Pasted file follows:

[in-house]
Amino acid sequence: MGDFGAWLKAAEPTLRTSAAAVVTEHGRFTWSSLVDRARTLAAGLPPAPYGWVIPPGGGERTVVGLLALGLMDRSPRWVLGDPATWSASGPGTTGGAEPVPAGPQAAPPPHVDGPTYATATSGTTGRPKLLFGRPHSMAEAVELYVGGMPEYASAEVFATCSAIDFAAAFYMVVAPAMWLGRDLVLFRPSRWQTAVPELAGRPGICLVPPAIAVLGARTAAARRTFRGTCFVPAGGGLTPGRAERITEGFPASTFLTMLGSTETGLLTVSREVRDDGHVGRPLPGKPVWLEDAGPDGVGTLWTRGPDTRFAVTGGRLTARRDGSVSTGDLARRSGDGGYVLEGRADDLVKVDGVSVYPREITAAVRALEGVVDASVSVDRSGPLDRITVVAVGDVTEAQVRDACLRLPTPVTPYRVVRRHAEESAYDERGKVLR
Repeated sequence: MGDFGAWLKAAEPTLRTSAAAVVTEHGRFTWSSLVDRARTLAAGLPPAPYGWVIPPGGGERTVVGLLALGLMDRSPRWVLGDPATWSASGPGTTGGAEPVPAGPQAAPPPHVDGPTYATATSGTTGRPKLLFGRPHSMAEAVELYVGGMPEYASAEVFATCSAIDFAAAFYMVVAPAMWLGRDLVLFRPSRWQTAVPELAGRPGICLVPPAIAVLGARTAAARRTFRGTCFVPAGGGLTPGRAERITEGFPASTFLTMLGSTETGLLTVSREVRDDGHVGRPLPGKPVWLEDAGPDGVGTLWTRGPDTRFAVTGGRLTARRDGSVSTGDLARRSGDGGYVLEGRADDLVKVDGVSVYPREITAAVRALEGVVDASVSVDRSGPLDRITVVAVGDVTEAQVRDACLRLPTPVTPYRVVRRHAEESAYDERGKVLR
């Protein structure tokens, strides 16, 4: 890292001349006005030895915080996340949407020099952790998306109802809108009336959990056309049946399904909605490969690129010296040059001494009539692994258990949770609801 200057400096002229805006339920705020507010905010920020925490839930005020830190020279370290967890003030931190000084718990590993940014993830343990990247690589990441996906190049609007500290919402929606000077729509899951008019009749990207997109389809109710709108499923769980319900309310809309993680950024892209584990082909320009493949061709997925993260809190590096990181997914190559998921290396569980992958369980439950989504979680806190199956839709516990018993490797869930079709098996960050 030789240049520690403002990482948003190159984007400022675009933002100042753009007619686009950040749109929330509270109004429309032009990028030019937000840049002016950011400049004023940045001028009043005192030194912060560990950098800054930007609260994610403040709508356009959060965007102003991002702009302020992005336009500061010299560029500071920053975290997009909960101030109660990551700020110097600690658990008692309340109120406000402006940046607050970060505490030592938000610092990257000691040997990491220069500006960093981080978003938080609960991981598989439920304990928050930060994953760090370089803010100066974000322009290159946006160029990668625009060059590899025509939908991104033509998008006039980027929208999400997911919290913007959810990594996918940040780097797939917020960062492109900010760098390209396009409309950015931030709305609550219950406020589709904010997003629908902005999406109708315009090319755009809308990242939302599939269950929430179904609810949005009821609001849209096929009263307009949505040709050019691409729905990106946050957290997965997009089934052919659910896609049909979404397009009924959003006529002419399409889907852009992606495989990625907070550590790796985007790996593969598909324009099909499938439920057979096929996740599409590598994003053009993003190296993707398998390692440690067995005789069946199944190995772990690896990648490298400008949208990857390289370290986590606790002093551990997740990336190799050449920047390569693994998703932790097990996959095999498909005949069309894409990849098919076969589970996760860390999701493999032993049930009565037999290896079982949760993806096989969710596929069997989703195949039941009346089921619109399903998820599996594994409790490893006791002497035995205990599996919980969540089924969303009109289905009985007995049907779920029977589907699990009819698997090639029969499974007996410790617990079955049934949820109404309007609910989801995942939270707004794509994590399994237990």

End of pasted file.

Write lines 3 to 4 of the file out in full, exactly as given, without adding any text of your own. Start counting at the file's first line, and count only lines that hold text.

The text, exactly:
Repeated sequence: MGDFGAWLKAAEPTLRTSAAAVVTEHGRFTWSSLVDRARTLAAGLPPAPYGWVIPPGGGERTVVGLLALGLMDRSPRWVLGDPATWSASGPGTTGGAEPVPAGPQAAPPPHVDGPTYATATSGTTGRPKLLFGRPHSMAEAVELYVGGMPEYASAEVFATCSAIDFAAAFYMVVAPAMWLGRDLVLFRPSRWQTAVPELAGRPGICLVPPAIAVLGARTAAARRTFRGTCFVPAGGGLTPGRAERITEGFPASTFLTMLGSTETGLLTVSREVRDDGHVGRPLPGKPVWLEDAGPDGVGTLWTRGPDTRFAVTGGRLTARRDGSVSTGDLARRSGDGGYVLEGRADDLVKVDGVSVYPREITAAVRALEGVVDASVSVDRSGPLDRITVVAVGDVTEAQVRDACLRLPTPVTPYRVVRRHAEESAYDERGKVLR
């Protein structure tokens, strides 16, 4: 890292001349006005030895915080996340949407020099952790998306109802809108009336959990056309049946399904909605490969690129010296040059001494009539692994258990949770609801 200057400096002229805006339920705020507010905010920020925490839930005020830190020279370290967890003030931190000084718990590993940014993830343990990247690589990441996906190049609007500290919402929606000077729509899951008019009749990207997109389809109710709108499923769980319900309310809309993680950024892209584990082909320009493949061709997925993260809190590096990181997914190559998921290396569980992958369980439950989504979680806190199956839709516990018993490797869930079709098996960050 030789240049520690403002990482948003190159984007400022675009933002100042753009007619686009950040749109929330509270109004429309032009990028030019937000840049002016950011400049004023940045001028009043005192030194912060560990950098800054930007609260994610403040709508356009959060965007102003991002702009302020992005336009500061010299560029500071920053975290997009909960101030109660990551700020110097600690658990008692309340109120406000402006940046607050970060505490030592938000610092990257000691040997990491220069500006960093981080978003938080609960991981598989439920304990928050930060994953760090370089803010100066974000322009290159946006160029990668625009060059590899025509939908991104033509998008006039980027929208999400997911919290913007959810990594996918940040780097797939917020960062492109900010760098390209396009409309950015931030709305609550219950406020589709904010997003629908902005999406109708315009090319755009809308990242939302599939269950929430179904609810949005009821609001849209096929009263307009949505040709050019691409729905990106946050957290997965997009089934052919659910896609049909979404397009009924959003006529002419399409889907852009992606495989990625907070550590790796985007790996593969598909324009099909499938439920057979096929996740599409590598994003053009993003190296993707398998390692440690067995005789069946199944190995772990690896990648490298400008949208990857390289370290986590606790002093551990997740990336190799050449920047390569693994998703932790097990996959095999498909005949069309894409990849098919076969589970996760860390999701493999032993049930009565037999290896079982949760993806096989969710596929069997989703195949039941009346089921619109399903998820599996594994409790490893006791002497035995205990599996919980969540089924969303009109289905009985007995049907779920029977589907699990009819698997090639029969499974007996410790617990079955049934949820109404309007609910989801995942939270707004794509994590399994237990």